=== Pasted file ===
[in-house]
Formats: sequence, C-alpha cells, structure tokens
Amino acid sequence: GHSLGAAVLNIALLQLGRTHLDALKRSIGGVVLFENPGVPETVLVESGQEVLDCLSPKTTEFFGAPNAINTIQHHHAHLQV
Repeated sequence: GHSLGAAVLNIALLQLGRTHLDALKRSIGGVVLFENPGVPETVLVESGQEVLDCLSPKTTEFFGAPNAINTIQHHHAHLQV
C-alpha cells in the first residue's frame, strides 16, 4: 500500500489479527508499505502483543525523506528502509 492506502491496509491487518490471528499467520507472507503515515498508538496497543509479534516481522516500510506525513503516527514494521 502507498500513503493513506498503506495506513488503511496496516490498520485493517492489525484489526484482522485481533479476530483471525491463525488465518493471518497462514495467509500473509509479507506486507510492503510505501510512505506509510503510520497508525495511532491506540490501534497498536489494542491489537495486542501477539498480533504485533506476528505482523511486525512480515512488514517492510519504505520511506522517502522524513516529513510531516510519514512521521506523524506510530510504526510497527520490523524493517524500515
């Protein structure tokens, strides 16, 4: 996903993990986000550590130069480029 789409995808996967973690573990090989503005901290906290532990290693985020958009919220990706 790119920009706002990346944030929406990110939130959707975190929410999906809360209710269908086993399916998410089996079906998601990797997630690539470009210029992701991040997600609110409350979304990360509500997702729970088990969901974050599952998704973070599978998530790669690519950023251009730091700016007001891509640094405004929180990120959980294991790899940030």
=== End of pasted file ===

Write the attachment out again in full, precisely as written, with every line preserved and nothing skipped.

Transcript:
[in-house]
Formats: sequence, C-alpha cells, structure tokens
Amino acid sequence: GHSLGAAVLNIALLQLGRTHLDALKRSIGGVVLFENPGVPETVLVESGQEVLDCLSPKTTEFFGAPNAINTIQHHHAHLQV
Repeated sequence: GHSLGAAVLNIALLQLGRTHLDALKRSIGGVVLFENPGVPETVLVESGQEVLDCLSPKTTEFFGAPNAINTIQHHHAHLQV
C-alpha cells in the first residue's frame, strides 16, 4: 500500500489479527508499505502483543525523506528502509 492506502491496509491487518490471528499467520507472507503515515498508538496497543509479534516481522516500510506525513503516527514494521 502507498500513503493513506498503506495506513488503511496496516490498520485493517492489525484489526484482522485481533479476530483471525491463525488465518493471518497462514495467509500473509509479507506486507510492503510505501510512505506509510503510520497508525495511532491506540490501534497498536489494542491489537495486542501477539498480533504485533506476528505482523511486525512480515512488514517492510519504505520511506522517502522524513516529513510531516510519514512521521506523524506510530510504526510497527520490523524493517524500515
């Protein structure tokens, strides 16, 4: 996903993990986000550590130069480029 789409995808996967973690573990090989503005901290906290532990290693985020958009919220990706 790119920009706002990346944030929406990110939130959707975190929410999906809360209710269908086993399916998410089996079906998601990797997630690539470009210029992701991040997600609110409350979304990360509500997702729970088990969901974050599952998704973070599978998530790669690519950023251009730091700016007001891509640094405004929180990120959980294991790899940030």